“Being able to do all of this in even less time, and with less effort than traditional contact biometric systems, has catapulted this technology into the mainstream,” says Garcia. “IDEMIA pioneered the concept of frictionless biometrics over 10 years ago with the first generation of the technology now known as MorphoWave. The intense R&D and field testing over the past decade make this technology fully viable in the real world. As a result, MorphoWave is the most used touchless biometric technology for high-throughput, secure access in the financial sector, including an impressive array of the most recognisable banking and credit brands on the Fortune 500 list.”
In the workplace, the same frictionless technology regularly extends to time and attendance, cafeteria payments, gym access, parking and other services. This feeds into IDEMIA’s ‘augmented identity’ concept, central to which is the idea that leveraging our identity must be not only a secure process, but also natural and convenient. This extends well beyond traditional access control and security applications into other areas such as eKYC, voting systems, civil ID programmes, border control and passenger facilitation, amongst others.
“IDEMIA’s facial recognition and analytics solutions provide an additional layer of security designed to complement traditional access points by extending the reach of security well beyond the physical doors and barriers. By fusing detection and tracking of persons or objects with accurate facial recognition algorithms, a powerful early warning system and investigative tool provides for much higher ROI (return on investment) of the customer’s existing surveillance infrastructure,” Garcia says. The technology can provide alerts based on any number of watch-lists for a variety of purposes ranging from detecting known bank robbers to identifying VIP customers.
IDEMIA’s biometric technology plays a key role in providing better security to both banks and their customers. Biometrics can be used to verify the identity of a customer when opening a bank account and/or to detect if that same customer has previously existed in the system under a different name. That biometric technology is also integrated into ATMs and branch teller solutions around the world to provide secure authentication of customers.
IDEMIA also offers a secure bank card with embedded fingerprint sensor, known as FCode. This allows a customer to scan their fingerprint directly on their banking card to authorise a transaction, instead of relying on a traditional PIN or signature.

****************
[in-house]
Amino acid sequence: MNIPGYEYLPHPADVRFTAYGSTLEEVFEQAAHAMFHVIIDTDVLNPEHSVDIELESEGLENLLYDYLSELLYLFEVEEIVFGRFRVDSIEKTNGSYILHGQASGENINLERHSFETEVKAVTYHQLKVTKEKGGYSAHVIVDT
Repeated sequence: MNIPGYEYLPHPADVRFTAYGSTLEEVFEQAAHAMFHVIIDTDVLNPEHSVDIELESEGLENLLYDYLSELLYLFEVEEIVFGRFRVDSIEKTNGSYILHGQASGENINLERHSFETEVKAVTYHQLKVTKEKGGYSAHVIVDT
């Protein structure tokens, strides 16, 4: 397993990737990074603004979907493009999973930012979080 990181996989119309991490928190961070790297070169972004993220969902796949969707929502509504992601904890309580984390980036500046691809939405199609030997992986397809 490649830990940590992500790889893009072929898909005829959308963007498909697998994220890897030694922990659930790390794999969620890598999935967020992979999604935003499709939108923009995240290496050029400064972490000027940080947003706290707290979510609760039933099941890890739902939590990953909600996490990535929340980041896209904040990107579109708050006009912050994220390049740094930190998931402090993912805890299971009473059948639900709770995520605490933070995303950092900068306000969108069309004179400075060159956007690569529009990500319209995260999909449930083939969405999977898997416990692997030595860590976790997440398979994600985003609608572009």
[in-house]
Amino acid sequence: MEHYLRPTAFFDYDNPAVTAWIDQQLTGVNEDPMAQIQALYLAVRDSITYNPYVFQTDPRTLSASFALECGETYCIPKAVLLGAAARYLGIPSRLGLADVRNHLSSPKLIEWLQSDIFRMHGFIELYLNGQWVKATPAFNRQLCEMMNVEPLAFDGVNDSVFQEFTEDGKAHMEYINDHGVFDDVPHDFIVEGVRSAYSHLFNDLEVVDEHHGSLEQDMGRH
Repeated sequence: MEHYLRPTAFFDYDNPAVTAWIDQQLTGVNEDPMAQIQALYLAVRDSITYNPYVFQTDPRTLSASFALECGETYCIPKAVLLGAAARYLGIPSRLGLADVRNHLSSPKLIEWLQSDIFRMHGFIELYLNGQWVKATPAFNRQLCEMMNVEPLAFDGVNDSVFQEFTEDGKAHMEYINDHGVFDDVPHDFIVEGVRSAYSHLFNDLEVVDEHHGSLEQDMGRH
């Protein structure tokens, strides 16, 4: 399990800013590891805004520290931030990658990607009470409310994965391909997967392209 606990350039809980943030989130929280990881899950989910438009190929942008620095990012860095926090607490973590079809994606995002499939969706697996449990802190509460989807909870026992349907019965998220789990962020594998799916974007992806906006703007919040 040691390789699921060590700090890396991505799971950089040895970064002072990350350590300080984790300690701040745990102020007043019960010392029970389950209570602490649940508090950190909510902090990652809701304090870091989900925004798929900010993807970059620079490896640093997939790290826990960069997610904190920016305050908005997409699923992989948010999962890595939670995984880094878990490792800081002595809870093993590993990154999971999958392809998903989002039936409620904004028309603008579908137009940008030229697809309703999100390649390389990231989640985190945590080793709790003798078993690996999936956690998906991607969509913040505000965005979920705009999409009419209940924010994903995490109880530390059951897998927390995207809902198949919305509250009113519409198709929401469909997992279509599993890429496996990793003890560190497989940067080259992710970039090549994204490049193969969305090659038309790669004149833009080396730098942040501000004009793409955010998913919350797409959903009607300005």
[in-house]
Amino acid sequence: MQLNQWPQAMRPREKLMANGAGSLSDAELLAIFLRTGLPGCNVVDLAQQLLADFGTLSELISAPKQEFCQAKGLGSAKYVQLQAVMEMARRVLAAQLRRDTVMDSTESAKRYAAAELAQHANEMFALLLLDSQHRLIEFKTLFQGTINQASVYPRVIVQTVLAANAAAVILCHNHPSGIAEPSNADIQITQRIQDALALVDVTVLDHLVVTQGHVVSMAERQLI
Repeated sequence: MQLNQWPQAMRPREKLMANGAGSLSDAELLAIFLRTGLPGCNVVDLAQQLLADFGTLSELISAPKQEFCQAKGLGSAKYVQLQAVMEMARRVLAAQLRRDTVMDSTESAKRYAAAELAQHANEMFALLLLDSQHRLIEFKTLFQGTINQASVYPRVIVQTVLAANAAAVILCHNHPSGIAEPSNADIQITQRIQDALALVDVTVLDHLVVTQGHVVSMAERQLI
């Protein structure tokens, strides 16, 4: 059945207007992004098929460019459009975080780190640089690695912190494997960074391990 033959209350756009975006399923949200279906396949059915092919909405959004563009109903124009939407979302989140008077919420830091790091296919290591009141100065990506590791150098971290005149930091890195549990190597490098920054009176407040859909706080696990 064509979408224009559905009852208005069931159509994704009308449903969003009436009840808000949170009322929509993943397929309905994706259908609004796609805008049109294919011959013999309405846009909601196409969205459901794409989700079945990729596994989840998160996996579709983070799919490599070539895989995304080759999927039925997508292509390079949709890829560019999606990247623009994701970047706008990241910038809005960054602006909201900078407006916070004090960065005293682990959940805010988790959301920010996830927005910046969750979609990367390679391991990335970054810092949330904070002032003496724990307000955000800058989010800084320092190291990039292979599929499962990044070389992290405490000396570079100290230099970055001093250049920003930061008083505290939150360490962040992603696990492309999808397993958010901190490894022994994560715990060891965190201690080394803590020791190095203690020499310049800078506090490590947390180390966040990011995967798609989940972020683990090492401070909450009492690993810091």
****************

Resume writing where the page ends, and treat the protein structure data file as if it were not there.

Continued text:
“More major banks and credit providers are now integrating IDEMIA’s biometric technology into the payment experience,” Garcia states. “Secure payments using biometrics bring an important combination of both increased convenience and security at the same time. The expectations of today’s typical banking customer are very different than 10 or 20 years ago.
“Today’s customer grew up with a different level of technology accessibility and most are already completely comfortable using biometrics on their phone for a wide variety of authentication use cases including payments. Today’s customer expects that same capability to extend beyond their phone and into the retail space, whether at a shopping mall, concert or train station.”
Making use of video analytics
Video management software (VMS) specialist, Cathexis Technologies, works with various entities within the financial sector. While its involvement has extended to the likes of institutions like the London Stock Exchange, the biggest component is the banks and their branches, according to Cathexis Africa’s managing director, Gus Brecher.
Integration is a big factor in the banking sector, says Brecher: “We have quite a lot of banking customers and in that sector we do a lot of integration with their fire systems, alarm panels and access control. Depending on the bank, many of them like to have a central monitoring capability, so they’ve got a hybrid scenario where they’ve got distributed recordings on site, a centralised monitoring facility for alarms, and the ability to view and store video off-site on request.”